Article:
Children are highly influenced by their parents’ viewing habits as they establish their own viewing patterns. One highly influential action parents can take, then, is to examine and regulate their own viewing behavior. Because toddlers imitate what they see and hear on TV, it might also be wise for parents to prevent their children from being exposed to content that portrays actions, (violent or otherwise) that might lead toddlers to harm themselves or others (Singer and Singer, 1986).
The most important aspect of violence in television is preventing it. There are many ways in which it can be prevented, but these preventive measures are rarely carried out. These solutions are easy to implement, but are often overlooked because of commercial purposes. One such solution is to create conflict without killing. Michael Landon, who starred in and directed Little House on the Prairie, managed to do so in his programs. His goal was to put moral lessons in his show in an attempt to teach while entertaining (Cheyney 51). On the program Hill Street Blues the conflicts are usually personal and political matters among the characters. Although some violence does occur, the theme is not the action, but rather its consequences (Cheyney 49). Perhaps the most important way to prevent children from watching television violence is to stop it where it starts. The parents should step in and turn the set off when a violent program comes on. The parents are the childs role models from which he learns. If he can learn at an early age that violence on television is bad, then he can turn the set off for himself when he is older. The amount of time children watch TV, regardless of content, should be moderated, because it keeps children from other, more beneficial activities such as reading and playing with friends. If parents have serious difficulties setting limits, or deep concerns about how their child is reacting to television, they should contact a child and adolescent psychiatrist for help defining the problem. Education should start at home.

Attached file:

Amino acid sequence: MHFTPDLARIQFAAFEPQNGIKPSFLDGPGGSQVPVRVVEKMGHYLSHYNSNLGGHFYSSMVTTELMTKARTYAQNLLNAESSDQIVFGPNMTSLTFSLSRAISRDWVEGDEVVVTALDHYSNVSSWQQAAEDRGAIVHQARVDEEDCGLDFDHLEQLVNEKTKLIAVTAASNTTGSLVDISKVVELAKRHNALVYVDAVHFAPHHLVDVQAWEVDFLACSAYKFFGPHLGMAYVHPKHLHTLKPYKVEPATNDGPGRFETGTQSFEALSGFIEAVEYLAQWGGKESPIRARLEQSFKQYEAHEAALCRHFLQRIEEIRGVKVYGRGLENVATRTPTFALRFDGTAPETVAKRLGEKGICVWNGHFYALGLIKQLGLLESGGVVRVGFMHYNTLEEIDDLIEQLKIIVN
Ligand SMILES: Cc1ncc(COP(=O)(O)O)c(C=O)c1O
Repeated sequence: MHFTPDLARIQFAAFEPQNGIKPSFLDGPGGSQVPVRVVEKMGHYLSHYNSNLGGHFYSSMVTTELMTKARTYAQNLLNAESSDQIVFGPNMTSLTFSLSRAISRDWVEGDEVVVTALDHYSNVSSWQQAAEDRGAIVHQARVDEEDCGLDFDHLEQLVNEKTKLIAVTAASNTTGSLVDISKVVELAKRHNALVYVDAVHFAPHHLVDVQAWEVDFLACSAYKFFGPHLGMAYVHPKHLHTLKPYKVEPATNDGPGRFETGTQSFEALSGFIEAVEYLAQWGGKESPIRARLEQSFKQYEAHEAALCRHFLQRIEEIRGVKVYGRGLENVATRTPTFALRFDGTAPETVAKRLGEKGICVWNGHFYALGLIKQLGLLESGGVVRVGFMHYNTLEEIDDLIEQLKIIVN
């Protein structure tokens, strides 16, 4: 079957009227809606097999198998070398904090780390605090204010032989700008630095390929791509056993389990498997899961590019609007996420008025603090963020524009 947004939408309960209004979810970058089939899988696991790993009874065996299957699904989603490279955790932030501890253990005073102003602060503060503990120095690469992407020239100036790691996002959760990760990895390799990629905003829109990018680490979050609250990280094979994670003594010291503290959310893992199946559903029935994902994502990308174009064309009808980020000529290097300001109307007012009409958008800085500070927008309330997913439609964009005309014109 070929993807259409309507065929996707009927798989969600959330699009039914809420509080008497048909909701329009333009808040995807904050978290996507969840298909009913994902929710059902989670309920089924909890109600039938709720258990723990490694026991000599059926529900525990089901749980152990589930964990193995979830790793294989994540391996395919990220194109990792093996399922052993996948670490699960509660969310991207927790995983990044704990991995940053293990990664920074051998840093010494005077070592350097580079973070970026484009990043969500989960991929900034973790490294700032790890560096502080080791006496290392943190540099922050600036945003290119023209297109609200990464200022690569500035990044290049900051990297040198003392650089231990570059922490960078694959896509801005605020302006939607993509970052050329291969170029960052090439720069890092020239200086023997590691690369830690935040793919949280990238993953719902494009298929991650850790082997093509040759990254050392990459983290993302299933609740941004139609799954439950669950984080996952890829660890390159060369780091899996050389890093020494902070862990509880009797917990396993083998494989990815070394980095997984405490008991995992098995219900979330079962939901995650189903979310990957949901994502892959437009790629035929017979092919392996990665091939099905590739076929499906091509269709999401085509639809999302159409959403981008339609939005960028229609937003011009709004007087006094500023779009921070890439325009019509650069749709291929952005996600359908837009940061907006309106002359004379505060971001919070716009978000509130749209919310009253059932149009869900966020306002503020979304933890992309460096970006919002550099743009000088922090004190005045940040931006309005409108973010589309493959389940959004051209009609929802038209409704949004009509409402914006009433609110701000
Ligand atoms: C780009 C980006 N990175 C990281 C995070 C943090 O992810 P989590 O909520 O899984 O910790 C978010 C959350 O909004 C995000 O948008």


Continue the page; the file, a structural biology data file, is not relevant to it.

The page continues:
The constant barrage of television and media violence causes deviant behavior in children. This is a problem that has been researched by some of the most prominent institutions and people in the country. The research comes up the same every time. We have seen the numerous groups such as The National Cable association attempt to use the first amendment of the Constitution as a legitimate reason to poison the airways. There is no mention in any of their studies on how the violent problems have affected our children. This problem will, no doubt, never go away and continue to get worse as the years go by. However, there are measures that can be taken to prevent children from ever being exposed to such potentially harmful violence (Cheyney 51). Without some or all of these control measures being utilized, we cannot prevent the increase in violence linked to the media and television.
REFERENCES
Centerwall, B (1992). Television and Violence: The scale of the problem and where to go form here. Journal of the American Medical Association. 267: 3059-3061
Huesmann, L.R. 1986. Psychological process promoting the relation between exposure to medial violence and aggressive behaviour by the viewer. Journal of social issues 42, 125-139.

Joy, L.A., M.N. Kimball and M.L. Zabrack. 1986. Television and childrens aggressive behaviour. A Natural Experiment in Three Communities. Orlando, FL: Academic Press.

Singer, D. and J. Singer. 1986 Family experiences and television viewing as predictors of childrens imagination. Journal of Social Issues 42, 107-124.

Center for media Literacy (1999). Online.Available: http://www.medialit.org/index.ht
Howe, Michael J (1983). Television in American Society. New York: Franklin Watts Co.

Husemann, Rowell L. (1977). Television and Children. London: New York University Education
Door, Palmer (1985). Social Channels Tune T.Vs effects. Science News
Carter, Douglas (1980). Children and the Faces of television. New York: Academic Press.

Cheyney, Glenn (1984). Violence. Boston: Little, Brown and Co.